CASE REPORT


Exacerbation of Mirror Movement Disorder: A Complex Case of Childhood-onset Mirror Movements Aggravated by Essential Tremors, and Parkinson's Disease



Sara Zarei1, 6, *, Farnoush Nasouri2, Setareh Kamali3, Shivani Patel3, Rahma Jamil4, Ayymen Y Amaar4, 5, Ahmed Mohamed1, Rojeen Zarei6, Sadiq Altamimi1
1 Department of Neurology, The Neurology Group Institution, Pomona, CA, USA
2 Department of Biology, University of California Irvine, Irvine, CA, USA
3 Department of Medicine, Western University of Health Sciences, Pomona, CA, USA
4 Keck Graduate Institution, Henry E. Riggs School of Applied Life Sciences, Claremont, CA, USA
5 Department of Medicine, Burrell College of Osteopathic Medicine, NM, USA
6 Department of Biology, University of Arizona, Arizona, USA


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Creative Commons License
© 2024 The Author(s). Published by Bentham Open.

open-access license: This is an open access article distributed under the terms of the Creative Commons Attribution 4.0 International Public License (CC-BY 4.0), a copy of which is available at: https://creativecommons.org/licenses/by/4.0/legalcode. This license permits unrestricted use, distribution, and reproduction in any medium, provided the original author and source are credited.

* Address correspondence to this author at the Department of Neurology, The Neurology Group Institution, Pomona, CA, USA; E-mail: drzarei@tnginc.org


Abstract

Background

Mirror movement (MM), also known as bimanual synkinesis, is characterized by simultaneous involuntary movements of homologous muscles accompanying voluntary movements of contralateral body regions. MM can be observed in various neurological conditions, including cerebral palsy, corticobasal syndrome, Parkinson's disease, certain types of symptomatic epilepsies, Creutzfeldt-Jakob's disease, Huntington's disease, and others.

Case Description

A 52-year-old female with a history of epileptic seizures, essential tremors and mild MM was presented to a neurology clinic for seizure management. She had a long-standing history of seizures since childhood. Initial neurological examination revealed mild MM disorder. During the follow up visits, patient’s mirror movements were exacerbated months before she was diagnosed with Parkinson’s disease. Multiple antiepileptic drug regiments along with Carbidopa-levodopa were used and dose adjustments were done during follow up visits to help stabilize the patient’s symptoms.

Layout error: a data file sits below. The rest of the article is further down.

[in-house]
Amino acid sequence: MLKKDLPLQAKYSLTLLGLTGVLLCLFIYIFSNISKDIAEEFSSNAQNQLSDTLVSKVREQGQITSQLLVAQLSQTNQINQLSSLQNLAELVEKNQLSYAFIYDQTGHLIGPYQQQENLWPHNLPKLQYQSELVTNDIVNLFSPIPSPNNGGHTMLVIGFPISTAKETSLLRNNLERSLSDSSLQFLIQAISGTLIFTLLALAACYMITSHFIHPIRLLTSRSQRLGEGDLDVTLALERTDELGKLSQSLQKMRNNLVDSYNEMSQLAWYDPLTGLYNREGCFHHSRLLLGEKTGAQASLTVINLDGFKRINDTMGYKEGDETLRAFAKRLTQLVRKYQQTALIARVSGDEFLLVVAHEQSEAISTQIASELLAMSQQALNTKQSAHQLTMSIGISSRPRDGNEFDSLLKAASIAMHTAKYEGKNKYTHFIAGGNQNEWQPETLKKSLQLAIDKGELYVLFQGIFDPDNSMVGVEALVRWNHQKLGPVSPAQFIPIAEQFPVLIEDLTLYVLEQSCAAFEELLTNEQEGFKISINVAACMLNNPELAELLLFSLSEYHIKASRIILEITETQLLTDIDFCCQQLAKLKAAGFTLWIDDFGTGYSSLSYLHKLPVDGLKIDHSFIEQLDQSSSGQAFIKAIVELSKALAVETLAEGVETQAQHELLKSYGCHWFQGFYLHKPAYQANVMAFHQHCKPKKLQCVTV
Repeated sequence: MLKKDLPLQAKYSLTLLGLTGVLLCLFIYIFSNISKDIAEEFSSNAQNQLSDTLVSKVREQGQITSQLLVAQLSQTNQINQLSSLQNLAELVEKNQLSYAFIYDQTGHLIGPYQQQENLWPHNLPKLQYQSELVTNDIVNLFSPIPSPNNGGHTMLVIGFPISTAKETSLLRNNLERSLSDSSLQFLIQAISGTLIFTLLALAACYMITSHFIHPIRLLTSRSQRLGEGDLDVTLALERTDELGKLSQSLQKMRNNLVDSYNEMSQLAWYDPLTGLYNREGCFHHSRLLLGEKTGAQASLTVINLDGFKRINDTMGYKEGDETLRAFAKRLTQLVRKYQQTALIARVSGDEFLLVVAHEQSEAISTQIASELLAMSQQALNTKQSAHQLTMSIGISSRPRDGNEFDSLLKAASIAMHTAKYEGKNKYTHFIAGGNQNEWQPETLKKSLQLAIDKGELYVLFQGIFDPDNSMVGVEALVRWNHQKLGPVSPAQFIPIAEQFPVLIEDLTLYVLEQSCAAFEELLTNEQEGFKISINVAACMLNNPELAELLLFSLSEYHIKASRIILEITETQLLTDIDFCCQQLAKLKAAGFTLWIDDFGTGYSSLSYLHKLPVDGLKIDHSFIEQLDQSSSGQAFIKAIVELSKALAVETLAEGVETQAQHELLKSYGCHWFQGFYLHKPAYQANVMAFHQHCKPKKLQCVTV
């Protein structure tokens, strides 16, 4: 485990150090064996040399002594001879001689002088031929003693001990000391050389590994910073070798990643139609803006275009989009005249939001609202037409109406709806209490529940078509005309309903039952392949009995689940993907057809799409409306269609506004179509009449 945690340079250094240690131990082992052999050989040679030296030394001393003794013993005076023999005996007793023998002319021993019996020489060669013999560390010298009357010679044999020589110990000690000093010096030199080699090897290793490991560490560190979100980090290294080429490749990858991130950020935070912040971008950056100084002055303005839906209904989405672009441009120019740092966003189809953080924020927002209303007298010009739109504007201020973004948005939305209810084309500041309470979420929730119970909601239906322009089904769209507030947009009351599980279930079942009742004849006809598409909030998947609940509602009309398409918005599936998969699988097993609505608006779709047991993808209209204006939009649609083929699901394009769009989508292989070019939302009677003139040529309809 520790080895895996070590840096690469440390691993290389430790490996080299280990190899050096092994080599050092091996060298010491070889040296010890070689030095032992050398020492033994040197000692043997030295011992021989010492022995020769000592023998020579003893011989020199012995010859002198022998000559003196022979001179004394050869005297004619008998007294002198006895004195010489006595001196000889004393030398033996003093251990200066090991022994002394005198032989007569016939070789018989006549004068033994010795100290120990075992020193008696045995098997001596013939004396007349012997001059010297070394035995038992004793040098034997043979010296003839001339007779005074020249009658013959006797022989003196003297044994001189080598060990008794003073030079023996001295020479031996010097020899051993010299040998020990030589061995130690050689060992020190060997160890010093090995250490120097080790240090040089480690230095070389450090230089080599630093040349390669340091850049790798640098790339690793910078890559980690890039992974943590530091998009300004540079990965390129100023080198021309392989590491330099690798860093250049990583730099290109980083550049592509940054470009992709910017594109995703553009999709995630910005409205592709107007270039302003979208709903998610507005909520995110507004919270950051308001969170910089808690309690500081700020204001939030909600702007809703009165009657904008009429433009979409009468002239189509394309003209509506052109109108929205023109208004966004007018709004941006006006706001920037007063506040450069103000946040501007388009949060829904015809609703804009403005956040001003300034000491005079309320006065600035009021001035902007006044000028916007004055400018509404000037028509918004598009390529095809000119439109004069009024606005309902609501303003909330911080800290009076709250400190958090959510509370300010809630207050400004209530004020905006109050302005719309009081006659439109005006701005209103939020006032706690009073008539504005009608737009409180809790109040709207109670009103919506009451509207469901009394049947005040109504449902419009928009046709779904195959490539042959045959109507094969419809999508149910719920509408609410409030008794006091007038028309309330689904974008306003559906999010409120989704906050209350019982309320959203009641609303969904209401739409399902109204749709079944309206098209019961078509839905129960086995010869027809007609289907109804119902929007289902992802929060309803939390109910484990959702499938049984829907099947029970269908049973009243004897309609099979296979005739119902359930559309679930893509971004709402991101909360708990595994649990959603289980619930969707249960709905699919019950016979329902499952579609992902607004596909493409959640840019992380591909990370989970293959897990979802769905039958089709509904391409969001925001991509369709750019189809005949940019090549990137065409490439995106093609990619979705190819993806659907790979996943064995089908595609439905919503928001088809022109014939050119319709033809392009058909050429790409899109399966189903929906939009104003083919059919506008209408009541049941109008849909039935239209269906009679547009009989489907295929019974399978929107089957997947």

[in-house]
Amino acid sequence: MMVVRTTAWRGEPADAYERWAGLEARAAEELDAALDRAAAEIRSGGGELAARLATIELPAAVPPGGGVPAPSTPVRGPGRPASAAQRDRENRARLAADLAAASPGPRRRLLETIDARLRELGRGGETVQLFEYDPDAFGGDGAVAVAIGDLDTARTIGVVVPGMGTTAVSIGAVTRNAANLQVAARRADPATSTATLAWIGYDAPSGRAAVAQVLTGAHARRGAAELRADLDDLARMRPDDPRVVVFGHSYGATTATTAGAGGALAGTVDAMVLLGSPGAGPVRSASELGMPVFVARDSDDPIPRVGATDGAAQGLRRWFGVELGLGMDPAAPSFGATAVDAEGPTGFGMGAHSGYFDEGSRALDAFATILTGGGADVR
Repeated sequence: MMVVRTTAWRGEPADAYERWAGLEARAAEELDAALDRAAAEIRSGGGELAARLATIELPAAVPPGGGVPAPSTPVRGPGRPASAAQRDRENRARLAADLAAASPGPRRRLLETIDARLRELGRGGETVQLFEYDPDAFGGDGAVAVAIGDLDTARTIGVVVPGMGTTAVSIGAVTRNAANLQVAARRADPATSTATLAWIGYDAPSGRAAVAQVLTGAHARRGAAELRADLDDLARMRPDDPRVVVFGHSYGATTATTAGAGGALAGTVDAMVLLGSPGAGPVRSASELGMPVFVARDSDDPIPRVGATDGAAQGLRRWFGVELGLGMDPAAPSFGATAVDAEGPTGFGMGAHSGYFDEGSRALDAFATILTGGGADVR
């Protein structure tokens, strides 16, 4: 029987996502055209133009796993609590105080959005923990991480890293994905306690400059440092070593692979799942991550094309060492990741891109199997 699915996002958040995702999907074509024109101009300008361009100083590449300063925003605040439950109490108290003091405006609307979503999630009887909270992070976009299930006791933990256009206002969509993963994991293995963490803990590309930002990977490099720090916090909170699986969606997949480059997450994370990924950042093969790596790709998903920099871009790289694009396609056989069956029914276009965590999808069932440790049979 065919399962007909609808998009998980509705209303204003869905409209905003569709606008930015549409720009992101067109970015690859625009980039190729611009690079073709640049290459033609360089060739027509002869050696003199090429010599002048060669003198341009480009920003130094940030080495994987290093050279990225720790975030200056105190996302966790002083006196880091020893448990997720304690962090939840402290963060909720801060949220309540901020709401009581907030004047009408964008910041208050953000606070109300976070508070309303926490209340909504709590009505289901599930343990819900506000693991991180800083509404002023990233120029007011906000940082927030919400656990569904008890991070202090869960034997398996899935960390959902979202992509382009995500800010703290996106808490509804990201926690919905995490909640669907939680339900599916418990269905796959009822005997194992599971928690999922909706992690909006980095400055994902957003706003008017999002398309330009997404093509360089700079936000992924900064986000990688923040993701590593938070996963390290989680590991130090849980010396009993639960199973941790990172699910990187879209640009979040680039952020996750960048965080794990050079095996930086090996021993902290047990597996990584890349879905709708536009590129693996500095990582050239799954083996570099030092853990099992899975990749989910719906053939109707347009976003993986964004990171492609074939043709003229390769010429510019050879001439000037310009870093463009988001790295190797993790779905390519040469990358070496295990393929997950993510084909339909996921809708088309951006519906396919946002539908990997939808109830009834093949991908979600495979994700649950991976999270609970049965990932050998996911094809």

Conclusion

In conclusion, this case highlights the progressive nature of mirror movement disorder (MMD) and its association with other neurological conditions, such as epilepsy, essential tremors, and Parkinson's disease. The primary aim of this study was to showcase that individuals with early childhood onset of MMD may experience a deterioration of their condition as they acquire additional neurological disorders, such as essential tremors or Parkinson's disease. Moreover, this study seeks to elucidate how the exacerbation of mirror movement symptoms in such cases can serve as an early indicator of the onset of Parkinson's disease. Medication adjustments played a crucial role in managing the patient's symptoms, emphasizing the importance of individualized treatment plans and close monitoring.

Keywords: Cerebral palsy, Corticobasal syndrome, Creutzfeldt-Jakob's disease, Congenital mirror movement disorder, Epilepsy, Essential tremors, Huntington's disease, Mirror movement disorder, Parkinson's disease.